One of my grandsons suffered with abdominal migraine for a long time before it was finally diagnosed.
His mum and his teachers thought the pain was simply an excuse for not going to school and concentrated on finding reasons why this might be so.
Then some bright GP put his symptoms together and came up with abdominal migraine.
It often affects children and it’s not a straightforward diagnosis because, usually, there aren’t any headaches involved.
Abdominal migraine is an important, common and under-recognised cause of recurrent abdominal pain in children, according to the British Medical Journal.
It’s a vital diagnosis because it avoids unnecessary investigations and incorrect treatments.
Preventive measures are available, important because abdominal migraine is a predictor for adult migraine.
There’s no test but doctors usually make the diagnosis from the pattern of symptoms.
Children complain of intermittent central abdominal pain that’s severe enough to stop normal activity.
They also have symptoms commonly seen in adult migraine like sensitivity to light and sound, nausea, vomiting and limb pain.
Crucially, the children are totally well between bouts of pain with normal development and weight, while hitting expected milestones.
In two British studies of children, the prevalence of abdominal migraine was four in 100 and just over two in 100.
In a US study, however, prevalence was nine in 100 when the mothers of 949 children were questioned.
The age when abdominal migraine appears is interesting too.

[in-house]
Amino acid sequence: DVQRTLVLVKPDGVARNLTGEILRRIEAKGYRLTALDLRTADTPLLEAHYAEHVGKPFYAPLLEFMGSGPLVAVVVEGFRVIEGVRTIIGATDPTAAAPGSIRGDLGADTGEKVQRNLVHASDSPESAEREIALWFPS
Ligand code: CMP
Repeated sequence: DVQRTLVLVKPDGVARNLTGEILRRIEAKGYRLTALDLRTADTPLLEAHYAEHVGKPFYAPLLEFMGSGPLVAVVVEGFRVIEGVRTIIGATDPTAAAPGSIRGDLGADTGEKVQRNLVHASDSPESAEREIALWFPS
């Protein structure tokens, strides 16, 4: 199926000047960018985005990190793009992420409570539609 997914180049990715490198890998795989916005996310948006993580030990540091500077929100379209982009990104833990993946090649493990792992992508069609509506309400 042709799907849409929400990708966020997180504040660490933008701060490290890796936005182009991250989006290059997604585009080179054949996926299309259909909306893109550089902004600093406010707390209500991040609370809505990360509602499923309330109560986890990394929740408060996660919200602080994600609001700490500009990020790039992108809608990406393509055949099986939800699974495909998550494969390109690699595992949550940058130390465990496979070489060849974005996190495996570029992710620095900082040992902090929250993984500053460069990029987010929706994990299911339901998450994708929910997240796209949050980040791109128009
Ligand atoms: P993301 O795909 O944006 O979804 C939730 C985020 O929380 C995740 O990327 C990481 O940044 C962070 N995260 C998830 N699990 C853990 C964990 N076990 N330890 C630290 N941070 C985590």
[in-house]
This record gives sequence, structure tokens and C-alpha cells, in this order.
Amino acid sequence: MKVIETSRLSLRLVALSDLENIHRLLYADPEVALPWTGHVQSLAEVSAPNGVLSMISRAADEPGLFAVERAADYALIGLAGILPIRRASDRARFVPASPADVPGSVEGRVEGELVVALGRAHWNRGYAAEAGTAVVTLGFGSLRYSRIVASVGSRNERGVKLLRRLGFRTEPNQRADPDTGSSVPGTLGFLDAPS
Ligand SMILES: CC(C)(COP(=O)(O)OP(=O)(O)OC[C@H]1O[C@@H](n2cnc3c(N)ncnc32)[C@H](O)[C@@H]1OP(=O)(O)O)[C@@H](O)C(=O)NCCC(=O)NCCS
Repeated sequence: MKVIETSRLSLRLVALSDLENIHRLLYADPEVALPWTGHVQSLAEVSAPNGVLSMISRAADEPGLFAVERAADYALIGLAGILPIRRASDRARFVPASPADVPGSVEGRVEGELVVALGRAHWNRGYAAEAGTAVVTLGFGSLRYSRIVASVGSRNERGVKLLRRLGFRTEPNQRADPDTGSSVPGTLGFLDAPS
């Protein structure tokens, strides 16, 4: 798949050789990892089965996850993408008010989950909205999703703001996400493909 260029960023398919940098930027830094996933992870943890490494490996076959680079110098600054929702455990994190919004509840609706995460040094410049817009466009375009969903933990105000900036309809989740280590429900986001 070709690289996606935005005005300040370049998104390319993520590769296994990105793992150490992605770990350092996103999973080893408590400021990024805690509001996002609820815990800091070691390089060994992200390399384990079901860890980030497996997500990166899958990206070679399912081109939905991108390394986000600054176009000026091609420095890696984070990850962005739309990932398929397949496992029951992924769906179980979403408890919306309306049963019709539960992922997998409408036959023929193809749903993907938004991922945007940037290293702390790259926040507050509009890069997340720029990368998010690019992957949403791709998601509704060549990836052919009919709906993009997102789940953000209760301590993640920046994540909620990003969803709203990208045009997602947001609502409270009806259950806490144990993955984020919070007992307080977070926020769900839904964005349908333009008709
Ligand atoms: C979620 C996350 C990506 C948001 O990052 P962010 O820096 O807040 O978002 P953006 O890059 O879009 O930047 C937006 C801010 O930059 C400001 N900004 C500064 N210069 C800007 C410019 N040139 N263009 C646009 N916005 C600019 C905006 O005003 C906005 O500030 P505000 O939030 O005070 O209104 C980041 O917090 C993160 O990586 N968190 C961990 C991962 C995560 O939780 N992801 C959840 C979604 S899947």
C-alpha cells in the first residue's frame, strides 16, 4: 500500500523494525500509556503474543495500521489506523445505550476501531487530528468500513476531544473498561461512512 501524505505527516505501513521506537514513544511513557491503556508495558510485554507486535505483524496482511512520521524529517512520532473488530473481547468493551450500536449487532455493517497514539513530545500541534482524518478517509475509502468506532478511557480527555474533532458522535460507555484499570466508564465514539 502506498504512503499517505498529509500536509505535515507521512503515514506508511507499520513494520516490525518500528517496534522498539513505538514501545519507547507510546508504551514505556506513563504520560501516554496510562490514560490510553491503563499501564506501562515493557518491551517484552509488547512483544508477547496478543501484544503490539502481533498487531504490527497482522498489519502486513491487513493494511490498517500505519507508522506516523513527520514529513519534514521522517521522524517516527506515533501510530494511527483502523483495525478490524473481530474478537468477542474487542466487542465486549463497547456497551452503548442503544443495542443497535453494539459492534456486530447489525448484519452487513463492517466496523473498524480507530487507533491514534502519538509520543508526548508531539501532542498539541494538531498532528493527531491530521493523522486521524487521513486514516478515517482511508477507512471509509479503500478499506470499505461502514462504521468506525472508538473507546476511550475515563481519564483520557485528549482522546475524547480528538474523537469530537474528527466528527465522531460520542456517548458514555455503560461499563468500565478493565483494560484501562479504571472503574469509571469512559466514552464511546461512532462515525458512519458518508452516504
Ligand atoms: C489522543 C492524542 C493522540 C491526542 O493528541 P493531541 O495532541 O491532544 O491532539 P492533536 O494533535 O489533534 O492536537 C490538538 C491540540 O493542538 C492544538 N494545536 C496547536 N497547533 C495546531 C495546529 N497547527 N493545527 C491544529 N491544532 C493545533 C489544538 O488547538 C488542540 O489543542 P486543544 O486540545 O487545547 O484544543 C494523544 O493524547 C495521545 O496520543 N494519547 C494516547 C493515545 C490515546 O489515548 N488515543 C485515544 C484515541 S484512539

A study of British schoolchildren revealed it peaks at six-12 years, the highest being 9% at 12 years, and falling to 1% at 14.
It’s more common in girls too with a female to male ratio of 1.6:1.
The triggers in children with abdominal migraine are the same as for adult migraine sufferers – stress, tiredness, travel, missed meals and routine change.
Sometimes, triggers may be confused with symptoms preceding or forewarning of a migraine episode.
For example, bright light or moodiness may seem to trigger an episode when, in fact, photophobia and mood change are well-known warning symptoms.
If your child or grandchild is having periodic attacks of tummy pain, what should you do? First and foremost
get your doctor to check them out and ask your GP whether this could be abdominal migraine.
If it turns out it is, what can you do? Well, the things that help adult migraine also help children.
The research shows rest (in 88% of patients), sleep (in 64%), and analgesia (in 38%) can work.